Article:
Wife-husband duo win 2017 Paris Marathon titles

A Kenyan couple won the men's and women's Paris Marathon titles on Sunday in the French capital.

Paris Marathon

Love was in the air for the 2017 Paris Marathon.

Leading a record 42,500 finishers were Kenya’s Paul Lonyangata and Purity Rionoripo becoming the first married couple to win Paris Marathon titles. Rionoripo broke the course record running 2:20:55; Lonyangata ran 2:06:10 for the win in the men’s race. (Kenenisa Bekele, arguably the greatest long-distance runner ever, holds the men’s marathon course record at 2:05:04.)

RELATED: London track hosts royal family runoff between Prince Harry, William and Kate Middleton.

The Schneider Electric Paris Marathon is the largest road race on the French running circuit and is one of the most popular road races in Europe. Though it’s not part of the exclusive Abbott World Marathon Majors, the race in the French capital is an IAAF Gold Label event, the highest certification in road running.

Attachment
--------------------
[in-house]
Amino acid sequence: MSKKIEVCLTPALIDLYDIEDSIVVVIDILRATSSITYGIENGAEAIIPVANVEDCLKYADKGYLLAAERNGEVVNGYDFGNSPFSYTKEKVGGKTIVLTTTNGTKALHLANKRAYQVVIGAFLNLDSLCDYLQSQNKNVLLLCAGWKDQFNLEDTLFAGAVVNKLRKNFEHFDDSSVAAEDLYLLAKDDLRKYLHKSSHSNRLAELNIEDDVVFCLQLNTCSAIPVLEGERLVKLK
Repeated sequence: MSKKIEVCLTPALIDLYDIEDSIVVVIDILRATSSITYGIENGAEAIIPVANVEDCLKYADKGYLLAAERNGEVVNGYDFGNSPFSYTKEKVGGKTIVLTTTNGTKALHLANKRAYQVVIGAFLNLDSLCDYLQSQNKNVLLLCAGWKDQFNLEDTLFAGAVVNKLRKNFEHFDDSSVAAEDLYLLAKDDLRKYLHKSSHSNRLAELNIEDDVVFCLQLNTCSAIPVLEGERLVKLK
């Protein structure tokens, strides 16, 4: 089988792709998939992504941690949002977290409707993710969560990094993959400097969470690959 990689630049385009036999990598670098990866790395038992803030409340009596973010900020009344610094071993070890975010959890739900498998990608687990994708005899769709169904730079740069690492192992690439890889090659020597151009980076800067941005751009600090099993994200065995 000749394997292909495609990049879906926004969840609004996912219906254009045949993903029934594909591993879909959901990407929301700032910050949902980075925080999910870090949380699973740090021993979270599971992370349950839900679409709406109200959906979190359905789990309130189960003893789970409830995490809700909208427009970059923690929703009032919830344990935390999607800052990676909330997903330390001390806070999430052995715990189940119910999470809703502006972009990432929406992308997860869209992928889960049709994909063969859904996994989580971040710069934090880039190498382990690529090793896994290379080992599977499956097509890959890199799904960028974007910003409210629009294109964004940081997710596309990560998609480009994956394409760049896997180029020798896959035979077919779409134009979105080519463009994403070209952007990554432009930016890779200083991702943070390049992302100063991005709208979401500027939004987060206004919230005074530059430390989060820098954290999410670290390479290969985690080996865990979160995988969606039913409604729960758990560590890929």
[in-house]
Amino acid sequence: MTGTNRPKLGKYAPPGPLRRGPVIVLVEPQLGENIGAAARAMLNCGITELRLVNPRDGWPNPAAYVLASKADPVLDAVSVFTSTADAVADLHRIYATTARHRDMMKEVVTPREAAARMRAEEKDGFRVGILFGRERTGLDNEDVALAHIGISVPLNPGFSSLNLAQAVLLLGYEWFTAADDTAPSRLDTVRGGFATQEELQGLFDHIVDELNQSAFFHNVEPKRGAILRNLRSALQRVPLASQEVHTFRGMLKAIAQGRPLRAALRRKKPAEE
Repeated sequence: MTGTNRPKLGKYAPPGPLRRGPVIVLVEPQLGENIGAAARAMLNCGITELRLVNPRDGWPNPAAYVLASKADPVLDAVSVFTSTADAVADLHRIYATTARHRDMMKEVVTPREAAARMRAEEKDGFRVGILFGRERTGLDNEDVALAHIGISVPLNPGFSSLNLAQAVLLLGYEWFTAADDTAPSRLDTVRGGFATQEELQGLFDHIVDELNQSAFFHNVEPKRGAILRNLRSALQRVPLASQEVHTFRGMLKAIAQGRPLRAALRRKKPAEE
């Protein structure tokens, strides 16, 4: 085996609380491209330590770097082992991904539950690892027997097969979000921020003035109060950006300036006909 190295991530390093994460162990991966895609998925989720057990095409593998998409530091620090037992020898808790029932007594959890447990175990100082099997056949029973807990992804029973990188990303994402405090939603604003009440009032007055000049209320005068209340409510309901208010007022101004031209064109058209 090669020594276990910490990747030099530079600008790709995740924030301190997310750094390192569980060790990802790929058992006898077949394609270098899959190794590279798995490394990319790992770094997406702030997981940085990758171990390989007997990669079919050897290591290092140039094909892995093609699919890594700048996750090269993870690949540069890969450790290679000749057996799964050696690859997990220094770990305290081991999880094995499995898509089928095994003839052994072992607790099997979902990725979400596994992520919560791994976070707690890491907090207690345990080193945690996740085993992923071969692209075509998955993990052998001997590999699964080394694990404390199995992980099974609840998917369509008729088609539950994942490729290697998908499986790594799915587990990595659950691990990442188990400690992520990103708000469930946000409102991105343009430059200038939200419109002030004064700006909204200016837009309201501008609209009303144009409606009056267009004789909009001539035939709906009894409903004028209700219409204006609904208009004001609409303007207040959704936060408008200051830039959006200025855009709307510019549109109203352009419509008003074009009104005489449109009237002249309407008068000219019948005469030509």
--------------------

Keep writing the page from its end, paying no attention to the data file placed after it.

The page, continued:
Sunday marked the second consecutive year that Kenyans swept the Paris Marathon titles. For Rionoripo, 23, her 2:20 clocking was a four-minute improvement over her previous lifetime best. Lonyangata, 24, meanwhile had not won a marathon in two years, according to the IAAF, the world’s governing body for athletics.

Not only did Kenyans sweep the Paris titles, all six podium spots in both the men’s and women’s divisions went to runners from the East Africa distance-running powerhouse.

RELATED: Elderly Irish couple run marathon side by side to celebrate 57 years of marriage.

April is a popular month for some of the world’s largest marathons including Rotterdam, which was also Sunday, as well as Boston and London later this month, both part of the Abbott World Marathon Majors. Tokyo, Chicago, Berlin and New York City are the other four world majors.

RELATED: Kenyan breaks 10K, 15K, 20K and half-marathon world records in same race.

The Paris Marathon is one of the more spectacular big city marathons as it’s both well-attended and tours the major landmarks throughout the city. The event begins on the Avenue des Champs-Élysées with a fast opening as its a downhill start. The race ends on Avenue Foch, the widest avenue in Paris and home to many of the city’s grand palaces.